Court upholds expulsion of student from public university for Christian beliefs 

A few weeks ago we saw a University of Illinois professor who was fired after a student complained that he was teaching Catholic doctrine on homosexuality in a course titled, appropriately enough, “Introduction to Catholicism and Modern Catholic Thought.”

Now a court has upheld the expulsion of a Christian student at a public university in Michigan over her personal beliefs on homosexuality:

A federal judge has ruled in favor of a public university that removed a Christian student from its graduate program in school counseling over her belief that homosexuality is morally wrong. Monday’s ruling, according to Julea Ward’s attorneys, could result in Christian students across the country being expelled from public university for similar views.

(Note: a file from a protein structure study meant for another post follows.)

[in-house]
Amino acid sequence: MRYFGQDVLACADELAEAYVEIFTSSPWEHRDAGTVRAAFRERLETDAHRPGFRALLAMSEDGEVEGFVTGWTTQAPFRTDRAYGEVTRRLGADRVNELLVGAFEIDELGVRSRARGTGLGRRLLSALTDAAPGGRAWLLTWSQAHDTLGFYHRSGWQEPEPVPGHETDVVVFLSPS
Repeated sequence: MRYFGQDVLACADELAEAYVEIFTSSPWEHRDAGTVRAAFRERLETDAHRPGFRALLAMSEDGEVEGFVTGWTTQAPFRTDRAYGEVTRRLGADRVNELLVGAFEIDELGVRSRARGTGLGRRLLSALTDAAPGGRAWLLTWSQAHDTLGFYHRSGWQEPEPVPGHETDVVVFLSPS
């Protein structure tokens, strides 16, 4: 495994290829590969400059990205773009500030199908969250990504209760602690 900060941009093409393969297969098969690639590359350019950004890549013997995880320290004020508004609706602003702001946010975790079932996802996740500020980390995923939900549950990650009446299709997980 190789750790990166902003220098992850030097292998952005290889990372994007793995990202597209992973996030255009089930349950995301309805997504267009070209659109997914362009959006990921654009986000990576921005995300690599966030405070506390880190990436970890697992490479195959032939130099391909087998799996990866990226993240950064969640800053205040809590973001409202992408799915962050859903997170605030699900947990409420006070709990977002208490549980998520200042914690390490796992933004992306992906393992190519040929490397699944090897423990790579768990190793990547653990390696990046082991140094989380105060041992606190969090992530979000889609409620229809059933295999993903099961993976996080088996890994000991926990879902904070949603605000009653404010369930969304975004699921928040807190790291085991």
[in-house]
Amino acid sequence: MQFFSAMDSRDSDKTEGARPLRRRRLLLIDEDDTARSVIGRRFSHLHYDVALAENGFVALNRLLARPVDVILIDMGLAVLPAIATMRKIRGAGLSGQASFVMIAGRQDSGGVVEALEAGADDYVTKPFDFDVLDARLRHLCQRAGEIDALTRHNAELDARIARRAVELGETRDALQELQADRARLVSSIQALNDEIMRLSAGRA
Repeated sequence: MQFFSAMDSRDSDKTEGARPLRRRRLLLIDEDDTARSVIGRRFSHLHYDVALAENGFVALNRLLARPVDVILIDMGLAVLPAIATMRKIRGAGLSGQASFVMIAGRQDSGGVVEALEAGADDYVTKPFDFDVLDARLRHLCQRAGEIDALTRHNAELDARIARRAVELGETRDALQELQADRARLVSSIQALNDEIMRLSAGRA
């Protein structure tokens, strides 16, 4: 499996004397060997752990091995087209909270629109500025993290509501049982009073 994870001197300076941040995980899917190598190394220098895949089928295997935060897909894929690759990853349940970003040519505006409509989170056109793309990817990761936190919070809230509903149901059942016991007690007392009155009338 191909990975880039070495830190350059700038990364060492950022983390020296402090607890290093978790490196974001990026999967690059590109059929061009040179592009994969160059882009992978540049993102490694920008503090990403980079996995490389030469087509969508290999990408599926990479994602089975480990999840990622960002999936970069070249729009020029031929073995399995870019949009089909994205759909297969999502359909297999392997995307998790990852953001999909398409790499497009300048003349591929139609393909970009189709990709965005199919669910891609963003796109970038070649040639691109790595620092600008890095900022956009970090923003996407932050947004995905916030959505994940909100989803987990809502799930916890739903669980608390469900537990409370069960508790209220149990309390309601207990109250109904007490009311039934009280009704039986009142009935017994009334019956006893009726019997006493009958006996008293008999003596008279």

“It’s a very dangerous precedent,” Jeremy Tedesco, legal counsel for the conservative Alliance Defense Fund, told FOX News Radio. “The ruling doesn’t say that explicitly, but that’s what is going to happen.”

U.S. District Judge George Caram Steeh dismissed Ward’s lawsuit against Eastern Michigan University. She was removed from the school’s counseling program last year because she refused to counsel homosexual clients.

Whether your straight or gay, the idea that the the powers that be — especially the federal government — can tell you what you can and can’t do based on your private religious beliefs ought to be alarming.

Chai Feldblum, a Georgetown University law professor and gay activist, has ominously said that when religious liberty conflicts with gay rights, “I’m having a hard time coming up with any case in which religious liberty should win.”

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Mark Hemingway

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